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Embrace your ‘Panza’

Julio Nievas, Contirbuting Writer

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The “Panza Monologues,” a play written by Virginia Grise and Irma Mayorga, is based the female panza (stomach). From the history of the panza to the unique difference of characters our stomachs have, the “Panza Monologues” is constructed of stories and interviews compiled from different chicanas of “all ages, places, and spaces.”

These bold monologues, presented by Conciencia Feminil this weekend in the Cal State Long Beach auditorium, displayed different emotions. Scenes ranged from dark to funny, sorrowful, cheery or critical.

“I think it’s amazing that we have something in our chicana community to talk about that makes us empowering and still bring up our family, values, and our culture and put it in display,” said Liz Zapeta, who starred in the “International Panza” scene.

The cast was quilted of 13 actresses and emcee Alfonso Manzo, whose silly dialogue kept the audience ready to laugh each time he came out to present the next scene.

Marisol Aguilar, an actress in the play, said, “I thought [the play] was a good way of giving voice and sharing these stories with the audience.”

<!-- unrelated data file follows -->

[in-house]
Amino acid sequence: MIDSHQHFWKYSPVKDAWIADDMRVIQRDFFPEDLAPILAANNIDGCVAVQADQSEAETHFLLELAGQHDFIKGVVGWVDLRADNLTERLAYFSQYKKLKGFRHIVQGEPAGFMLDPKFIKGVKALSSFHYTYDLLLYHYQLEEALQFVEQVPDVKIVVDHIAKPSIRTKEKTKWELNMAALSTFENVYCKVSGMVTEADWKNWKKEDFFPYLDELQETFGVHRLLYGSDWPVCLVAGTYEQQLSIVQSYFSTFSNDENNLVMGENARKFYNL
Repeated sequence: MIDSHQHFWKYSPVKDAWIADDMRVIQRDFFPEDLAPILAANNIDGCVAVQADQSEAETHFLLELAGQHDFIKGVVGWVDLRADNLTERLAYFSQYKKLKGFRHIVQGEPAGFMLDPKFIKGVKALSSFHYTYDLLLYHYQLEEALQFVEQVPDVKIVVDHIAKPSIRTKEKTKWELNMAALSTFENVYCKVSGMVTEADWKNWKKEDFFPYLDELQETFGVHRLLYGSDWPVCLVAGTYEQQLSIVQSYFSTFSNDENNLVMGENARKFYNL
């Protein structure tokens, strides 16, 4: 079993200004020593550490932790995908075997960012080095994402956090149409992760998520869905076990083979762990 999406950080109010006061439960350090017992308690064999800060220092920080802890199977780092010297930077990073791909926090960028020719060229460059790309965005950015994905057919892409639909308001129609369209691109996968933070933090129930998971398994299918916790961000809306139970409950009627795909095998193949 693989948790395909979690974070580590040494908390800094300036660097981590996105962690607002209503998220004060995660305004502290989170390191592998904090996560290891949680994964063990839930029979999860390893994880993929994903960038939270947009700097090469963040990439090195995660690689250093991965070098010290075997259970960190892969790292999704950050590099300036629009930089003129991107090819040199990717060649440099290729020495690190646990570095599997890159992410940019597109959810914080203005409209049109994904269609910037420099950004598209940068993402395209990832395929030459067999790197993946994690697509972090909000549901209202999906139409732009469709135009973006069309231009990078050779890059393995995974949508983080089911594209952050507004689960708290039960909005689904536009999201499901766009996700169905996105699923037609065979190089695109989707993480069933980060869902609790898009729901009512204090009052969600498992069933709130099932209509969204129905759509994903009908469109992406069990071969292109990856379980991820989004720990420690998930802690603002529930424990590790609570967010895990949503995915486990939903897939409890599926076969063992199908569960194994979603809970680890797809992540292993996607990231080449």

In the “Inside the Panza” scene, Aguilar talked about the stomac having a small world of its own with people, rivers and houses. The scene emphasized that in order to take care of the world, we must first take care of our panzas and treat them right.

Scenes such as “Hunger for Justice,” “My Sister’s Panza,” “Praying” and “El Vientre” were filled with gloomy and melancholy themes.

One was about suffering through hardships of not being able to feed the panza with traditional Mexican cuisine that each Latin-based person appreciates because of lack of money. Another was about a woman’s womb.

A portion of the monologues was about the belly having a mind of its own. “The panza does have an ego” was a line from the play to portray that.

“Sucking It In,” performed by Beeta Amini, discussed the struggles of putting on a pair of tight jeans because her panza would be too big to fit sometimes, but after a series of strategies used to make the jeans fit, the ending result was worthwhile.

Other scenes involved comedic relief and appreciation of having the panza with oneself, as said in “Panza Brujeria,” played by Erika Flores. Her panza is treated as she treats her own friends — she will always have her panza’s back.

Was the central message of the play sent to the audience? Zapeta thought so.

“I feel like the language and coding of what we talk about is understood by the audience,” she said. “The audience is very versatile, just like the cast. We hardly talk about our panzas in a positive way, and I believe that is why the audience listened.”


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